I have come to known Fabiola through our serving on the steering committee of the South to South Evaluation (S2SE) initiative, an effort to promote and advance evaluation based on perspectives and experiences in the Global South. She is the embodiment of an inspirational leader in evaluation in her Latin American region, with passion for, and commitment to the issues she writes about here. Her experience shines through in her focus on attitudes and ways of thinking in shaping our evaluation practice.
Zenda’s invitation to contribute to her blog with some tips “from the Global South” for Young and Emerging Evaluators has made me reflect on how to help newcomers to the evaluation field avoid common mistakes and break paradigms in this era where transformations are required so nations are developed with a sense of equity and social justice.
I believe that, more than technical advice and innovative methodologies, it is our attitude and way of thinking that shape our professional work. We learn techniques in classrooms and books, while our behaviours are built on patterns of integrity, honest work, fair treatment and ethical attitudes – that is, the strengthening of competencies that concern the human being, and that are generally learned in the early stages of life.
My advice is therefore directed at the attitudes and principles that we as evaluators must cultivate and practice when we work for sustainable development. It is about reinforcing those features of our personality and our character that, together with training on principle-focused leadership, can be put in the service of our profession. Applying the ideas of Robert Greenleaf in Servant Leadership, it is finding the strength of character necessary to realise our destiny, to discover the wisdom and power to put our profession at the service of those less privileged in our society. Ultimately, it is to ensure that our knowledge does not remain only as learned concepts, but that we are able to influence those in our environment to contribute to social change.
My experience with gender transformative evaluation informed my tips, but I hope that those who read them will adapt them to other areas of evaluation.
Top Tip 1. Review your own perceptions about ‘ethics’ and ‘responsibility’ when making evaluative judgments.
This refers not only to following the standards and ethical principles that govern the evaluation process, but also to respect the human rights of the communities participating in the evaluation, their dignity and the cultural context that govern their behaviour. It means reflecting critically on the factors that inhibit or facilitate the transformations needed within a framework of empathy and co-responsibility.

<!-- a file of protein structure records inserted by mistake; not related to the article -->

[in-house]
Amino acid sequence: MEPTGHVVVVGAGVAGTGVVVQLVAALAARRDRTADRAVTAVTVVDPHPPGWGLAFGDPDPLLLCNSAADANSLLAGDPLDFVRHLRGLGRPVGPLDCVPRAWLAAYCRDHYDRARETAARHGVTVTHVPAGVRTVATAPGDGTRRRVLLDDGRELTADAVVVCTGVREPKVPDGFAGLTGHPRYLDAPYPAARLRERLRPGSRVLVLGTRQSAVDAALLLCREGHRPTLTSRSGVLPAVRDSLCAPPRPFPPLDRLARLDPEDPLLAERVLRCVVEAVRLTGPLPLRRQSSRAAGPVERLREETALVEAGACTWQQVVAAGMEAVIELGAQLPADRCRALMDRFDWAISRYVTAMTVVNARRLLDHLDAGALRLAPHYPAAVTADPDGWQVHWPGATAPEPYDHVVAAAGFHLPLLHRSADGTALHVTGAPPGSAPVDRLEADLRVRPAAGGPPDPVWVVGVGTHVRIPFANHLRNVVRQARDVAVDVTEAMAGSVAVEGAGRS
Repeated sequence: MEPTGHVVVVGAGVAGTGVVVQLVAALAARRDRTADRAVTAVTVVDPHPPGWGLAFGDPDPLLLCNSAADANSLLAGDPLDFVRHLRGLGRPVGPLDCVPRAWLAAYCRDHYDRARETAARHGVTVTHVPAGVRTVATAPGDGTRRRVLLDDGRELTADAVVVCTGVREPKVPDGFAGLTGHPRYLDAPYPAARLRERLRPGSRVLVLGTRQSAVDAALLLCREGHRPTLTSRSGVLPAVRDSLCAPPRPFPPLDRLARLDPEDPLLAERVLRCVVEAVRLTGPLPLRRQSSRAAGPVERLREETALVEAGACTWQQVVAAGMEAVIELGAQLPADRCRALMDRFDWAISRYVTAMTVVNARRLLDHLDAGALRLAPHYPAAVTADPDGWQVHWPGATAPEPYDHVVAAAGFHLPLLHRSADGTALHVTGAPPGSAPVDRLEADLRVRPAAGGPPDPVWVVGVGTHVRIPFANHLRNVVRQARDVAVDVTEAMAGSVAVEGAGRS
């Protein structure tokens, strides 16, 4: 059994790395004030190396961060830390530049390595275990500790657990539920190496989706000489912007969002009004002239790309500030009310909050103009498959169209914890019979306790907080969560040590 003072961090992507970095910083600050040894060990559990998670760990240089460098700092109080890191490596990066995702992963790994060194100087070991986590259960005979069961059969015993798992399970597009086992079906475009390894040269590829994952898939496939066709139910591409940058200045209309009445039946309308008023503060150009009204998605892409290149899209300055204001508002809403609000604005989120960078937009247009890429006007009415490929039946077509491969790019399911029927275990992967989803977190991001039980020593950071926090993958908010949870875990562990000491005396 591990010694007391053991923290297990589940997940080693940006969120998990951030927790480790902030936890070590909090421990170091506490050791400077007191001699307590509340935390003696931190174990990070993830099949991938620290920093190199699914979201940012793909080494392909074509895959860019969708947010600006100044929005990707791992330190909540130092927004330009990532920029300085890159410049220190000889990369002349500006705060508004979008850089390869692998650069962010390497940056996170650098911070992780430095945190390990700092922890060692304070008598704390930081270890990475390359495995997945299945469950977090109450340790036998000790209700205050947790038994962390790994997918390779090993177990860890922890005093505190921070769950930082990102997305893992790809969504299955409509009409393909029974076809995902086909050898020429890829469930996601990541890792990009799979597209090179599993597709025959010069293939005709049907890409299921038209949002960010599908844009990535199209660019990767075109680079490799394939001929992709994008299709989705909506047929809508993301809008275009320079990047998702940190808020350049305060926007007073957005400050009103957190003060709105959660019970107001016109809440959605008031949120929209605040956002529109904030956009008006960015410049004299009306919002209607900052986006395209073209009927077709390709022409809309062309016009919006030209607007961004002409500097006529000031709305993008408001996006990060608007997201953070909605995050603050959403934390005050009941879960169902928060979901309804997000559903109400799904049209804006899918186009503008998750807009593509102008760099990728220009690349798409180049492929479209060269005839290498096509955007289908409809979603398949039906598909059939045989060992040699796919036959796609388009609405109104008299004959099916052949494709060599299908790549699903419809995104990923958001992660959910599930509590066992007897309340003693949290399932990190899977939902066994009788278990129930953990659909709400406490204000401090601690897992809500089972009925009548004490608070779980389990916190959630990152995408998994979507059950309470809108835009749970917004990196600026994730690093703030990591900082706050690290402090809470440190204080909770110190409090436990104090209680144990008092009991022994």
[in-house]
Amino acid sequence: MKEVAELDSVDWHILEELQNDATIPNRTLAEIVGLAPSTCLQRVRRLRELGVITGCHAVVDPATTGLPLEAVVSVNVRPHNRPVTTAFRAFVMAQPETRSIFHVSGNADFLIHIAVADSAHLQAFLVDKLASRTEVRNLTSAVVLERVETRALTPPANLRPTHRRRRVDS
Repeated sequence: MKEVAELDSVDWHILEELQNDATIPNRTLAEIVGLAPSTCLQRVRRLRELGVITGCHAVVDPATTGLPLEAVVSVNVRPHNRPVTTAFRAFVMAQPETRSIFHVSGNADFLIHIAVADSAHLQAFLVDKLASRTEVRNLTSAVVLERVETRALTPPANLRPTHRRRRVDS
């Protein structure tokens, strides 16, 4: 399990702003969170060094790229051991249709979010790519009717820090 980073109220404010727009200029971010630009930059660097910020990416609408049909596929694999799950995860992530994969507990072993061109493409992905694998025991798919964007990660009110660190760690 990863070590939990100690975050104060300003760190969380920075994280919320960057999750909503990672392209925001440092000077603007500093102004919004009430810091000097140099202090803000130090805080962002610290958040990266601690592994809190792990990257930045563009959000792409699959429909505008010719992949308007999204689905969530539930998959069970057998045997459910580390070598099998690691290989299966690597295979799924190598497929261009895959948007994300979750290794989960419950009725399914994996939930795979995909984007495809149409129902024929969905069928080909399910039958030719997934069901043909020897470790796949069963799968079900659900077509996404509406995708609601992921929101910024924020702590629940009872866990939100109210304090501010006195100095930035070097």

Top Tip 2. Break paradigms; overcome resistance.
A transformative evaluation approach requires new visions and new uses of knowledge that sometimes mean ruptures with hegemonic perspectives of evaluation theory, as well as behavioral changes. Those who venture into the evaluation profession must have an assertive attitude to transmit findings and promote change convincingly and with lateral thinking. Present the results of the evaluation with robust arguments based on personal knowledge, with a critical and meticulous analysis of the evidence and findings to facilitate, jointly with the communities participating in the evaluation, the identification of ‘points of entry’ towards the needed changes.
Top Tip 3. Use triangulation as a means to reflect and discuss.
Evaluating with a transformative perspective means taking it out of the technical space; refining our interpretation of the different views on the same subject; challenging participants; and having them reflect critically on the results of the evaluation. This is especially important in situations of exclusion where it is necessary to identify the hidden sources of unequal power. The skills of negotiation and intercultural relations play an important role in this type of facilitation as part of evaluative work.
Top Tip 4. Remove myths about the ‘punishing’ evaluation.
A fresh look at the evaluations in their transforming role should reinforce the concept that evaluative judgments and evidence are tools for improvement that should never generate fears or defensive positions. Friendly, respectful and collaborative attitudes, as well as the use of tools and methods that highlight with analytical rigor what is working well (for example, using Appreciative Inquiry), will help to socialise the evaluation results and enhance their use with greater effectiveness.
It is also useful to highlight the connection between the results obtained and their contribution to higher objectives of equality and social justice. Furthermore, as some current trends show (see AEA365: Should we be having fun with evaluation?), after having a common understanding of what evaluation is, we can have fun with it while still adhering to quality standards.
Top Tip 5. Overcome new colonialisms in evaluation.
The transformative evaluator positions her/himself in a place of influence to challenge traditional power dynamics and colonial attitudes, seeking local solutions to the observed problems. Cultural competence becomes a key skill to achieve this goal. In addition, in order to create non-paternalistic associations with communities of diverse origins, the transformative evaluator can benefit from “cultural humility” that adds a political dimension to addressing power imbalances among traditionally excluded groups.